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The avian malaria parasite Plasmodium gallinaceum causes marked structural changes on the surface of its host erythrocyte



The avian malaria parasite Plasmodium gallinaceum causes marked structural changes on the surface of its host erythrocyte



Journal of Structural Biology 162(3): 460-467



Using a combination of atomic force, scanning and transmission electron microscopy, we found that avian erythrocytes infected with the avian malaria parasite Plasmodium gallinaceum develop approximately 60 nm wide and approximately 430 nm long furrow-like structures on the surface. Furrows begin to appear during the early trophozoite stage of the parasite's development. They remain constant in size and density during the course of parasite maturation and are uniformly distributed in random orientations over the erythrocyte surface. In addition, the density of furrows is directly proportional to the number of parasites contained within the erythrocyte. These findings suggest that parasite-induced intraerythrocytic processes are involved in modifying the surface of host erythrocytes. These processes may be analogous to those of the human malaria parasite P. falciparum, which induces knob-like protrusions that mediate the pathogenic adherence of parasitized erythrocytes to microvessels. Although P. gallinaceum-infected erythrocytes do not seem to adhere to microvessels in the host chicken, the furrows might be involved in the pathogenesis of P. gallinaceum infections by some other mechanism involving host-pathogen interactions.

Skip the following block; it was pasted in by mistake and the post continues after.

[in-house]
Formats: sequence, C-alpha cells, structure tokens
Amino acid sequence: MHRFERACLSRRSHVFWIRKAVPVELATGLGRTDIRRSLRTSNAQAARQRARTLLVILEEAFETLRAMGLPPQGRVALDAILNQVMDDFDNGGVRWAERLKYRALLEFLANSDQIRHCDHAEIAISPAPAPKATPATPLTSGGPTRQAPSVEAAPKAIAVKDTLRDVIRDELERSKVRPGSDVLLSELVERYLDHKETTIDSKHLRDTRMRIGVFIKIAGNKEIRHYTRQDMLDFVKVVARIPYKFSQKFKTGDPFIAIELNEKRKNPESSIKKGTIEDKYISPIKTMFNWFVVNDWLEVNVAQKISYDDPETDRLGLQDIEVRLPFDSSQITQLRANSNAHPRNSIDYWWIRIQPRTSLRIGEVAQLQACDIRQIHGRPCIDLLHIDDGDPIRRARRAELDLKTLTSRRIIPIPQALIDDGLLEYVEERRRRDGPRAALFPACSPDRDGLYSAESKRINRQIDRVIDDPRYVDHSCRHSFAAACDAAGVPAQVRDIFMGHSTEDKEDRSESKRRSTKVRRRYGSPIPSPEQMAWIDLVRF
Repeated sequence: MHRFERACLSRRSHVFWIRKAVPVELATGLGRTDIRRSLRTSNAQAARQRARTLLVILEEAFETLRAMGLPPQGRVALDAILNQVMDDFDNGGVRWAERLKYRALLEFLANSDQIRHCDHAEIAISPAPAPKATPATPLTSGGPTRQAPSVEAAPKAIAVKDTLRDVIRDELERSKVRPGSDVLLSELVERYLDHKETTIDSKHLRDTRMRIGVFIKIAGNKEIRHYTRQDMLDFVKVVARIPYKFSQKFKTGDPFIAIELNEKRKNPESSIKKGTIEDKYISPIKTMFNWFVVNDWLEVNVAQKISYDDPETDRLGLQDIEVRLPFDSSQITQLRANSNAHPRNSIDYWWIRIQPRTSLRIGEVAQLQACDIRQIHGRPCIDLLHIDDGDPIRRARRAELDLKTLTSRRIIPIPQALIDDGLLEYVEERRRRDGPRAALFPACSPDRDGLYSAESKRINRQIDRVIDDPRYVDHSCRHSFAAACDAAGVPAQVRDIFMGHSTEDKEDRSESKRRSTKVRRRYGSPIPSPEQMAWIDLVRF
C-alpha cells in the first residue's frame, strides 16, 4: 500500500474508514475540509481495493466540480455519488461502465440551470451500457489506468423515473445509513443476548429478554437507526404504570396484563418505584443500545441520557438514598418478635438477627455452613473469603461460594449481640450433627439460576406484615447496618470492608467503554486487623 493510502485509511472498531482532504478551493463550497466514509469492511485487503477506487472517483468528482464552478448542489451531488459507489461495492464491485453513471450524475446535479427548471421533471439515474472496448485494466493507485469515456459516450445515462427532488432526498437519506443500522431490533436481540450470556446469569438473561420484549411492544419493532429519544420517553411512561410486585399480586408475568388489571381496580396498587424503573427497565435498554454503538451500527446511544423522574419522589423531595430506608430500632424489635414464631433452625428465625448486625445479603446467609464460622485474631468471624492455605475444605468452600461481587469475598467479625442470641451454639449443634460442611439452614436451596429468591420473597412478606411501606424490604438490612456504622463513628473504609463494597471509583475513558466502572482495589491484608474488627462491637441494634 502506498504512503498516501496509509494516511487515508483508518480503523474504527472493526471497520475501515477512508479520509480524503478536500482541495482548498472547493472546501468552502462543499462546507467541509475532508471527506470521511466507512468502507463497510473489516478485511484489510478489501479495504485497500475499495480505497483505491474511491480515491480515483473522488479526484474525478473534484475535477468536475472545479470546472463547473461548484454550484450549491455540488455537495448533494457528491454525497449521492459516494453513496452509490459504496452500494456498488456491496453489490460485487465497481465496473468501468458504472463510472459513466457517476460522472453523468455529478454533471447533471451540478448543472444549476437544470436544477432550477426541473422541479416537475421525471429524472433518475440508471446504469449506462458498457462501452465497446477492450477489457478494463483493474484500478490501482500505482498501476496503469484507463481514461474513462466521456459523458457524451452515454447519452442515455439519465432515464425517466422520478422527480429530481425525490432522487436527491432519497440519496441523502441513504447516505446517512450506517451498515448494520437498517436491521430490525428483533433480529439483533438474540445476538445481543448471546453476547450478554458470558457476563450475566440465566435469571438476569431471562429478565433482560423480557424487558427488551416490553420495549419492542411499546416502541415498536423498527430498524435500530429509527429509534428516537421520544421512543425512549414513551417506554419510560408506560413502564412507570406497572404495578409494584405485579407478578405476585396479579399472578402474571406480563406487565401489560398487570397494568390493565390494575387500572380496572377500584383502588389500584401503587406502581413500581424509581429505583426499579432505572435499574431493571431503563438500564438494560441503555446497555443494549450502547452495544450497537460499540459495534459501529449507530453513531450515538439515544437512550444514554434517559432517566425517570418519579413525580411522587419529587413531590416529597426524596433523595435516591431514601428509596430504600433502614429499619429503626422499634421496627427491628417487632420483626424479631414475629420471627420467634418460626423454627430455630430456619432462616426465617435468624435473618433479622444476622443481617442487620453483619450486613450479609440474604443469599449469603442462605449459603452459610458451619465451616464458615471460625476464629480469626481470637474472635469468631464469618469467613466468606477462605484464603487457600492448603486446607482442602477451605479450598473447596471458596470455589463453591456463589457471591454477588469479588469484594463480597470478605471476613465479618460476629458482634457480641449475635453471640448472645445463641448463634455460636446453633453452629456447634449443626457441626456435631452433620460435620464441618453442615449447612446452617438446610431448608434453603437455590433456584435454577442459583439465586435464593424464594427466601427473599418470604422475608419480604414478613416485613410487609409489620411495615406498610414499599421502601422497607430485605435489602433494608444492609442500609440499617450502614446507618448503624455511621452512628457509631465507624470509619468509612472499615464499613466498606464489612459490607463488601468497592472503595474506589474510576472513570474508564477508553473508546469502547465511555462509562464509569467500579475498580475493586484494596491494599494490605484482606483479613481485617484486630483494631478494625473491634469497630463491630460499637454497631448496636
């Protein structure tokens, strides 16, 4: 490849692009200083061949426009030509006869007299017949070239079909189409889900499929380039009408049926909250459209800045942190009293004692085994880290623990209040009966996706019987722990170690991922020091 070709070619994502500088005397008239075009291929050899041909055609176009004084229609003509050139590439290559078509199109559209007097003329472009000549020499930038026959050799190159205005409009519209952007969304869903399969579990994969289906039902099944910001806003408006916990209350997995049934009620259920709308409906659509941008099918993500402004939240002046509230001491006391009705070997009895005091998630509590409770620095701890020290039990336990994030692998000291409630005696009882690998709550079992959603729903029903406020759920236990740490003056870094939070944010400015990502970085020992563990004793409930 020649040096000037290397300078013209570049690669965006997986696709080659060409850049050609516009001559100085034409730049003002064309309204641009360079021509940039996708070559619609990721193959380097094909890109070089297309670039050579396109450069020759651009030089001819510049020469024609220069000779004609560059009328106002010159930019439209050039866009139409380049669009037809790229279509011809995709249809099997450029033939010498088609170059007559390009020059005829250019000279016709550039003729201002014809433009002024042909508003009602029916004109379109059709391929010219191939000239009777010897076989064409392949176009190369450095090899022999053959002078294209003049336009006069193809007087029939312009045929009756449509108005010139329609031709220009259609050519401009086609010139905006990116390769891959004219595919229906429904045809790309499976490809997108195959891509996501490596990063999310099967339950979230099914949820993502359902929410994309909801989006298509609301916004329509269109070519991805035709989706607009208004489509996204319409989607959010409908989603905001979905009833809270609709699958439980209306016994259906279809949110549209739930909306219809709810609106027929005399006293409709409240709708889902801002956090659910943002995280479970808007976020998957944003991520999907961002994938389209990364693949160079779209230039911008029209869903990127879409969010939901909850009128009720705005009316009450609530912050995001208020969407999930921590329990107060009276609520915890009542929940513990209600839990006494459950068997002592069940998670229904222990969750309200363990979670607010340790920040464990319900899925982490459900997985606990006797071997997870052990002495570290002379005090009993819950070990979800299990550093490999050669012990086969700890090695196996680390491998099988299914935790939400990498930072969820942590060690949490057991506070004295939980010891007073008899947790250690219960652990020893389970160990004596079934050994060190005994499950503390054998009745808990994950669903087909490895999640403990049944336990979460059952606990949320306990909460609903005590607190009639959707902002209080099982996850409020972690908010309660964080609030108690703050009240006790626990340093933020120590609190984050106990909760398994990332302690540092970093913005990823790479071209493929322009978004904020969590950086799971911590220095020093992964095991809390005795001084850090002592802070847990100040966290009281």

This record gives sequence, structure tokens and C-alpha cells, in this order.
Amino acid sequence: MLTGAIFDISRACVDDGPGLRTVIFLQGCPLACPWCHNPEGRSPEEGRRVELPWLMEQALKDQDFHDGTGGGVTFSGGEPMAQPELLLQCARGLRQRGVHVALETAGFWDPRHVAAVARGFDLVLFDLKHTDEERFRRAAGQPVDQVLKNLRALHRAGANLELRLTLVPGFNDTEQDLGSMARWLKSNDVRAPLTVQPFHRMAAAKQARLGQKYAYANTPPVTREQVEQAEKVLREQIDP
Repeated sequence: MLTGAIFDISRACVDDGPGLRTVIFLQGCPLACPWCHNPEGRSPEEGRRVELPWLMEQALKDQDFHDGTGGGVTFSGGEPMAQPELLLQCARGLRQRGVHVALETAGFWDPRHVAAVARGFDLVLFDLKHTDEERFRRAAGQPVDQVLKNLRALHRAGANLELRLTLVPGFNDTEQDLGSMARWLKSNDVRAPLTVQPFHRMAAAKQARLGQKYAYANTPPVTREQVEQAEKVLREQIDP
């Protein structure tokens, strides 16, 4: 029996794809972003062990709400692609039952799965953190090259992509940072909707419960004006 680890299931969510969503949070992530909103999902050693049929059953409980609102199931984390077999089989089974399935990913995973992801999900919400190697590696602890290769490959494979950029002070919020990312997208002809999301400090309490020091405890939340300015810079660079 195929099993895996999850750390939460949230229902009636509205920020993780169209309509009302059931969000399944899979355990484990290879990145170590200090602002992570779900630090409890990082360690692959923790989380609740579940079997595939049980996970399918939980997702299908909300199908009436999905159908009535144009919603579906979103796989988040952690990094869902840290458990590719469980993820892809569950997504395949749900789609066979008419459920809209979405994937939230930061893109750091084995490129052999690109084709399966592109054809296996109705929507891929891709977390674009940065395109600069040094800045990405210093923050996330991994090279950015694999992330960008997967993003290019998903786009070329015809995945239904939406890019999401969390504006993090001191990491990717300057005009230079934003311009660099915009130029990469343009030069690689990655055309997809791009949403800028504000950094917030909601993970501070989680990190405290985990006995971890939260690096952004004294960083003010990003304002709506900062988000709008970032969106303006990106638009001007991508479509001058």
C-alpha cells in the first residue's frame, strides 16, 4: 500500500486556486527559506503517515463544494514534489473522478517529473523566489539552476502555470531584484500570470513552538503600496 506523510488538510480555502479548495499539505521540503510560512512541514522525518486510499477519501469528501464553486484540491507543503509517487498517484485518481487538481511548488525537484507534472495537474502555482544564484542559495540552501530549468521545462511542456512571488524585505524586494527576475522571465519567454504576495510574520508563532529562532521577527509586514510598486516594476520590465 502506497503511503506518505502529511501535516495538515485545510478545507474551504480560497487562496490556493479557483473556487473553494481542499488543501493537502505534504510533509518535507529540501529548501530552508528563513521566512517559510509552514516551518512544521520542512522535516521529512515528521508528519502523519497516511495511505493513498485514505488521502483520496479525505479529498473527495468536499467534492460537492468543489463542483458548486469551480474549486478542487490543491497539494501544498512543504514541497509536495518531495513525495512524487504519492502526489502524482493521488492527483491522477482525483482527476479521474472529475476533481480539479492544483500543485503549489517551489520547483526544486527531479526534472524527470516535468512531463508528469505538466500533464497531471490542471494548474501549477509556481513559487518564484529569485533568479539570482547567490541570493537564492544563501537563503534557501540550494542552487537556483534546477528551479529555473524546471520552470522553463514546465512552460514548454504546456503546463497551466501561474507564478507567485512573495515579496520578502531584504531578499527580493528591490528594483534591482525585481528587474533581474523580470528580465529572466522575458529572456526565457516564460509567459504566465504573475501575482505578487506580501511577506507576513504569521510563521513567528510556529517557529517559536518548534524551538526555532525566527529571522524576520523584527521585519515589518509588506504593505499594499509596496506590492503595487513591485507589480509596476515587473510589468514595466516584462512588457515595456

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Accession: 023820574

Download citation: RISBibTeXText

PMID: 18442920

DOI: 10.1016/j.jsb.2008.03.005


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